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February 1983

Tarsal Tunnel Syndrome Caused by Hyperlipidemia: Reversal After Plasmapheresis

Author Affiliations

From the H. Houston Merritt Clinical Research Center for Muscular Dystrophy and Related Diseases, Columbia Presbyterian Medical Center (Drs Ruderman, Olarte, Lovelace, and Rowland), and the Departments of Neurology (Drs Ruderman, Olarte, Lovelace, and Rowland) and Medicine (Drs Palmer and Haas), Columbia University College of Physicians and Surgeons, New York. Dr Ruderman is now with the University of Medicine and Dentistry of New Jersey, Newark.

Arch Neurol. 1983;40(2):124-125. doi:10.1001/archneur.1983.04050020086023

Hyperlipidemia has been reported in patients with symmetric peripheral neuropathy or mononeuropathy multiplex1-8; however, to our knowledge, it has not been previously reported with tarsal tunnel syndrome or other entrapment syndromes. We studied a man with type V hyperlipidemia and posterior tibial nerve entrapment at the ankle.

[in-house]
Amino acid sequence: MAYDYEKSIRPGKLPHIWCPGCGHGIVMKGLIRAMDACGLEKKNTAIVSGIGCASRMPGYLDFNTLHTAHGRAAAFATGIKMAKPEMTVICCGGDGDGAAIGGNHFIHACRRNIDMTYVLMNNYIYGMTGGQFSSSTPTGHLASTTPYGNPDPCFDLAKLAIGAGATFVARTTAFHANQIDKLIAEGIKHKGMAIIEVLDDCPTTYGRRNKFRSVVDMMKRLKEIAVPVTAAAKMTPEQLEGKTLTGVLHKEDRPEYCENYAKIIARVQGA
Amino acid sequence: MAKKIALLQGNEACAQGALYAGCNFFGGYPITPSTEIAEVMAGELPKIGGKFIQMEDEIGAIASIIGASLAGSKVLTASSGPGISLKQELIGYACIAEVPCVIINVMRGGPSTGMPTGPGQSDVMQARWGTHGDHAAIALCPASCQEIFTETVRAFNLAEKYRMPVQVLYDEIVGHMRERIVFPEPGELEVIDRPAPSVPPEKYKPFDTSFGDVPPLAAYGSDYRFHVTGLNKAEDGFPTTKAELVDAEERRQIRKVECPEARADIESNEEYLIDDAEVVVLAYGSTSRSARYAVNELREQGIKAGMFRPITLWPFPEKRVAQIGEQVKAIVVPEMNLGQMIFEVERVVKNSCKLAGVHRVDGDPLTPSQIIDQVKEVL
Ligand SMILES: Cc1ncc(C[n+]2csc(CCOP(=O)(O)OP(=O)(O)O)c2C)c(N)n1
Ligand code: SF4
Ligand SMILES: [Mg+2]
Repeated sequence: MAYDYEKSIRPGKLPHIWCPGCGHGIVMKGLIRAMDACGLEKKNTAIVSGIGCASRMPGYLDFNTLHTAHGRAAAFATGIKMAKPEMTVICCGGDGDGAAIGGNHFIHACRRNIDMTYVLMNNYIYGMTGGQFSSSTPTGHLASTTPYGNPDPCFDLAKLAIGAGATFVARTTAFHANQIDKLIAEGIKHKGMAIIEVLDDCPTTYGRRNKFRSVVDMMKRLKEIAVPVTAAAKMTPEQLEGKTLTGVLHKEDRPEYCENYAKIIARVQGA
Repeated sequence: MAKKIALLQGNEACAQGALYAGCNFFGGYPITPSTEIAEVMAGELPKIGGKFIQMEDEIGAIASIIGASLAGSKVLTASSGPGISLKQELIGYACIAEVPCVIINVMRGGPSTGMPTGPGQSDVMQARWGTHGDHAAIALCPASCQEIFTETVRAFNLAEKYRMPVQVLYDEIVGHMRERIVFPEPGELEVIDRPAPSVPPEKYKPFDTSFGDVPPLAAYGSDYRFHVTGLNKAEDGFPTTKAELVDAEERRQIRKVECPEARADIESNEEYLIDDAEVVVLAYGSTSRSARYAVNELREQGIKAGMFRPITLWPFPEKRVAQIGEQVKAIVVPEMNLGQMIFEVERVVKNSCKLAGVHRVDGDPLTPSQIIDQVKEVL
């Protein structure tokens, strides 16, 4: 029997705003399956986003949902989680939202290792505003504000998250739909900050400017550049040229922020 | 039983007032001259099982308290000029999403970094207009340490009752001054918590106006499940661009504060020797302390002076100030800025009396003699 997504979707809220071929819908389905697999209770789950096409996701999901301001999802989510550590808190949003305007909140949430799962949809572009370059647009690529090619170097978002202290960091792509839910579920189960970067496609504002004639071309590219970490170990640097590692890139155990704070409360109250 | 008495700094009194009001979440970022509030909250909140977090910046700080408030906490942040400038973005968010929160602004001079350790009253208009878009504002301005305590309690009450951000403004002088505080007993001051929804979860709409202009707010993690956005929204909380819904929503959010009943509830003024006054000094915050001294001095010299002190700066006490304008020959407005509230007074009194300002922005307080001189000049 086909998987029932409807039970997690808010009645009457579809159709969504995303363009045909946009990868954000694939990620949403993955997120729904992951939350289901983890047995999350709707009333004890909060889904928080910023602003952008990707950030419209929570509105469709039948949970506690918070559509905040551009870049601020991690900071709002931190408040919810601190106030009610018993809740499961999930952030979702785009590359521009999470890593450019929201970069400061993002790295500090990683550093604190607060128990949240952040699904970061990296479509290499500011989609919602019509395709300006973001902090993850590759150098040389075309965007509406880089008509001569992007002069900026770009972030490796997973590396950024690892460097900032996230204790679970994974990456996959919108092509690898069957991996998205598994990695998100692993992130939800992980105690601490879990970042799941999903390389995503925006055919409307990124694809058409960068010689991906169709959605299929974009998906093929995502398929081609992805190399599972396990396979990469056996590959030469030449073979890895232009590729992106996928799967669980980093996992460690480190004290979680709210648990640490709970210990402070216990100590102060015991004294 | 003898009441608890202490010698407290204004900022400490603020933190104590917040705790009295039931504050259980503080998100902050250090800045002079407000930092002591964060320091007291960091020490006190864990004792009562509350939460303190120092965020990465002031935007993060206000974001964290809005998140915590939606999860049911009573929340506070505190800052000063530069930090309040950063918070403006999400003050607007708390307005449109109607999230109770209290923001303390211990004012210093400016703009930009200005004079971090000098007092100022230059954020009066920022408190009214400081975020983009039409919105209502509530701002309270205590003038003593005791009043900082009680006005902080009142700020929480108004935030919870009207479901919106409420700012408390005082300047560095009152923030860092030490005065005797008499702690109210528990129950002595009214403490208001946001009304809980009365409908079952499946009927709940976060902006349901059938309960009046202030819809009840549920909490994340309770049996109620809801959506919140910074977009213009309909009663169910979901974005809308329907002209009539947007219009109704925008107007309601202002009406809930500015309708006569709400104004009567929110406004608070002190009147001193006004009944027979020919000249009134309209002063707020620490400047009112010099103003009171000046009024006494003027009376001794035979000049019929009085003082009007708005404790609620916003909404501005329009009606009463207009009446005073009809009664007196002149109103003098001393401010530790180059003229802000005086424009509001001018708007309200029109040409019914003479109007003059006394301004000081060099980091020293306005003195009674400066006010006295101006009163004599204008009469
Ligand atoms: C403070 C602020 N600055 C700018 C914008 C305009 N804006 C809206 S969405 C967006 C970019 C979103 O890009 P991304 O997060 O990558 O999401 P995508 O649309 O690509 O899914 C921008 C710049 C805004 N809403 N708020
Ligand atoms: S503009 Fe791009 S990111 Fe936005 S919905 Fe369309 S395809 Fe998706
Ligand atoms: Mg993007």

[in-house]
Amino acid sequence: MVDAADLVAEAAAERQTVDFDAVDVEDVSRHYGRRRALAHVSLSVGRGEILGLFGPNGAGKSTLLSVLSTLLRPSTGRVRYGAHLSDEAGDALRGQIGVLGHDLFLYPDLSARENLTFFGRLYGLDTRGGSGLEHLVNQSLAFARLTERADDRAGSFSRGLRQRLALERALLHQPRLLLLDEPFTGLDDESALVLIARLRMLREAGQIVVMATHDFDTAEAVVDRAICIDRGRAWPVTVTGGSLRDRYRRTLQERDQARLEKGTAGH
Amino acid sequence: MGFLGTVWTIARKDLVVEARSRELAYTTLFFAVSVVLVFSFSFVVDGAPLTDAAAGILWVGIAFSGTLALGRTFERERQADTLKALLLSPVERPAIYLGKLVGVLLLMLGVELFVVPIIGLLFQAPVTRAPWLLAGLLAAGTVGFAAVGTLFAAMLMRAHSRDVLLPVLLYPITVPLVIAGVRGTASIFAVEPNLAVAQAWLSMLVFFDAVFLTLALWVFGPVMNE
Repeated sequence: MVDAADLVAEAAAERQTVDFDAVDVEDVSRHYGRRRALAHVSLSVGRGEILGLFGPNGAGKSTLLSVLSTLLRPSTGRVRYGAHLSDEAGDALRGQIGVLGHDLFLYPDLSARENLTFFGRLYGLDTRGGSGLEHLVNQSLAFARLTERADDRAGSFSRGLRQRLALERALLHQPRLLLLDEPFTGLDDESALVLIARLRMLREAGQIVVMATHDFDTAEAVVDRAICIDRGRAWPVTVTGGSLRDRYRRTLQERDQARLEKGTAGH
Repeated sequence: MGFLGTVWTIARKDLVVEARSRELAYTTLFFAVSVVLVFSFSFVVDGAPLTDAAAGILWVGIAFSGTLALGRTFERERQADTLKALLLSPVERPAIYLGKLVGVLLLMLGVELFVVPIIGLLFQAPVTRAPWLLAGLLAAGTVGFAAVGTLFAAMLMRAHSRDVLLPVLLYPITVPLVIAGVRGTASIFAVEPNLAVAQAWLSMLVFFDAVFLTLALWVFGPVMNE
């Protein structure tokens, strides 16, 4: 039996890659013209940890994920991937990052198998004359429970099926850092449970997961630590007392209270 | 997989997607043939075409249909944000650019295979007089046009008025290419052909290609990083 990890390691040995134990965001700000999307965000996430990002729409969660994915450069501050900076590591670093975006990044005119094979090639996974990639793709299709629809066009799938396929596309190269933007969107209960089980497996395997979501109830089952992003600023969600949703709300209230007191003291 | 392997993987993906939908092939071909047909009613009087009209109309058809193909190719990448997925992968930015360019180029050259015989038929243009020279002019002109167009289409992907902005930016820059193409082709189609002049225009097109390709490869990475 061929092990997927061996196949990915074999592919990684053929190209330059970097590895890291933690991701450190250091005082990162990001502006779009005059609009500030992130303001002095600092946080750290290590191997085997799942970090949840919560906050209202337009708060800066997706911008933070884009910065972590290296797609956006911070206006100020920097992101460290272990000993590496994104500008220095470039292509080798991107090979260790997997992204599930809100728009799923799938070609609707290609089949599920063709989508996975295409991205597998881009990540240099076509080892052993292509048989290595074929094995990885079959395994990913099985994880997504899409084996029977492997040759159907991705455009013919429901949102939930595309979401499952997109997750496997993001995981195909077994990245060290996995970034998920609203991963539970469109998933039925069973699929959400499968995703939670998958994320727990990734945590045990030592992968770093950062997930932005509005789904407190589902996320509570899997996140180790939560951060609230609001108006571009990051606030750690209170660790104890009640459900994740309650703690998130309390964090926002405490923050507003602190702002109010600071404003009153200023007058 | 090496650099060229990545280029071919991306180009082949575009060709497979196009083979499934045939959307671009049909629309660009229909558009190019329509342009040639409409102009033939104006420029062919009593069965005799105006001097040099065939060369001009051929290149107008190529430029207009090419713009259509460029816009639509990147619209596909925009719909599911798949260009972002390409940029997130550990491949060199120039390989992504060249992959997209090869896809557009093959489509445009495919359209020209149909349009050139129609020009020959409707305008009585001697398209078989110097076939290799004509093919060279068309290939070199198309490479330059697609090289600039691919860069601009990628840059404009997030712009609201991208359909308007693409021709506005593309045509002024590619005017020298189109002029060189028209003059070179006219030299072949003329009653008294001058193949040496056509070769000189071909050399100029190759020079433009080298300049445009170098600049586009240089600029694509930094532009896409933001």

REPORT OF A CASE  In a routine examination of an asymptomatic 36-year-old man, the following values were found: blood cholesterol, 365 mg/ dL; triglycerides, 1,475 mg/dL; and fasting glucose, 107 mg/dL. After several months on a low fat diet, cholesterol content was 252 mg/dL, and triglycerides content was 574 mg/dL. In September 1980, at the age of 42 years, he began taking cholestyramine resin for treatment of hyperlipidemia and noted numbness of the right great toe, followed by numbness and painful burning of the left medial three toes. The pain made walking difficult, and he stopped working four weeks after onset.

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